Understanding the Difference Between Weak and Strong Passwords

Most people understand that passwords with names or words in them are weak and shouldn't be used. But what people consider strong passwords are often weak passwords as well. Substituting numbers or special characters for letters, using dates, and combining words does not make a password strong. The only way to get truly strong passwords is to let the computer randomly generate them for you.

Comments: 23 Responses to “Understanding the Difference Between Weak and Strong Passwords”

    Tony B.
    2 years ago

    I understand the need for strong passwords. But companies could greatly help prevent hacking by implementing a “3 strikes and you’re out” password system, i.e., three wrong password tries and your account is suspended for 24 hours. No hacker or Bot would try just three passwords day after day after day …

    2 years ago

    Tony: That only prevents someone from breaking into a single, targeted account. But most of the time each attempt is a random ID (email) and random password. So if there are 100 million Apple IDs (iCloud email addresses) then the bot tries one Apple ID, one password. Then it moves to another Apple ID, another password. It keeps doing this until it gets 1,000 valid combinations and then sells those or whatever. So three strikes wouldn’t work as no one account would get more than a single strike in such an attack.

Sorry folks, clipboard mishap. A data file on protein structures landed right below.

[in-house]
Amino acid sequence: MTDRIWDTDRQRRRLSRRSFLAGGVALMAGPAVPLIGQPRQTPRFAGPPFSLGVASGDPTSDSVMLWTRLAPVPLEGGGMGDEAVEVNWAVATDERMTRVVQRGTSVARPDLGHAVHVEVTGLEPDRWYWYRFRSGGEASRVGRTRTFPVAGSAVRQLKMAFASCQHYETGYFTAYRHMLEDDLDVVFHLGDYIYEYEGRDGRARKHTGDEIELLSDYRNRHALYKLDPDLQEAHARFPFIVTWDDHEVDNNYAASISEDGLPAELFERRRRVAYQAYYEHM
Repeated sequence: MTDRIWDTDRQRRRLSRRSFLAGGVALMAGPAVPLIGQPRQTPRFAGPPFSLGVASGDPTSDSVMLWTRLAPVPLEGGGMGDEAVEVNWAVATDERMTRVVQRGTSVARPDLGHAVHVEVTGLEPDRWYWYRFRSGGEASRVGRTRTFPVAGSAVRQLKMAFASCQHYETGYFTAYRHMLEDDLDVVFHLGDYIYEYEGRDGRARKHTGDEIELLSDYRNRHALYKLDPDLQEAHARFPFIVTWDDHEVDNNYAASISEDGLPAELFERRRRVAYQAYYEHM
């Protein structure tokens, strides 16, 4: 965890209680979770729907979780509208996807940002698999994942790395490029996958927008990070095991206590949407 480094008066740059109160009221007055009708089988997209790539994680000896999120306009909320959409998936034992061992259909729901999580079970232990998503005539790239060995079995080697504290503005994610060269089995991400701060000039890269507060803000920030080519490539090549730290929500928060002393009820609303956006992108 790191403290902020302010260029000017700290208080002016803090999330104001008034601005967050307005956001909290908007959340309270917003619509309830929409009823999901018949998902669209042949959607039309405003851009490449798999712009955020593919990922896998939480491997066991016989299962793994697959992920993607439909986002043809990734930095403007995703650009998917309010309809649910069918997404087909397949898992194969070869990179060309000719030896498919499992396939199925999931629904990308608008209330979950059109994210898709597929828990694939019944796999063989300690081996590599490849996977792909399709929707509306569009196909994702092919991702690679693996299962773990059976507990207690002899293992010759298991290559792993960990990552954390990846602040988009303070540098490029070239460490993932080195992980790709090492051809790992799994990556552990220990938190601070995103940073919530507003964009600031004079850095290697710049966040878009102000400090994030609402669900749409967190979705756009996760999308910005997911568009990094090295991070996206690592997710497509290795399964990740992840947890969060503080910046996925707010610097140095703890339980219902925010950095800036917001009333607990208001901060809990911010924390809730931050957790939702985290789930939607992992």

Brenda Brooks
    2 years ago

    A lot of sites have certain rules about passwords only being alpha numeric. Can I get KeyChain to supply random passwords in this format?

    2 years ago

    Brenda: Hopefully, you don’t come across many of these sites anymore. Those kinds of restrictions only work to make passwords weaker. If you do find one you can always allow Safari to suggest a password, and then remove those characters yourself.

    Noni
    2 years ago

    Hi Gary, Where can I go to learn basic user understanding of Keychain? For example, how to retrieve a password from it. Iknow I can go to Apple but I like your step by step videos.

    Gordon Brown
    2 years ago

    Hi Gary, most banks and credit card sites will not allow autofill or ask for specific letters or numbers form your password . How should we cope with this, please?

    2 years ago

    Gordon: I hope that this kinda of thing is getting rarer as limiting what you can use in a password greatly weakens the password. But if you still find a site that insists on some nonsense like this, then you can try just using the autofill password and deleting the extra characters. That way it is still random, at least.

    G Ludington
    2 years ago

    You forgot to mention the utilization of 2 step verification if sites offer it

    Janus
    2 years ago

    Interesting video. I like using Keychain Access – but how to make a secure Keychain Access password? That password I will have to remember…

    2 years ago

    G Ludington: Yes, there are lots of other aspects, but I wanted to deal strictly with this one topic here. I’ve got a free online course on Mac Security (see right sidebar here) and is a few hours long and covers those things.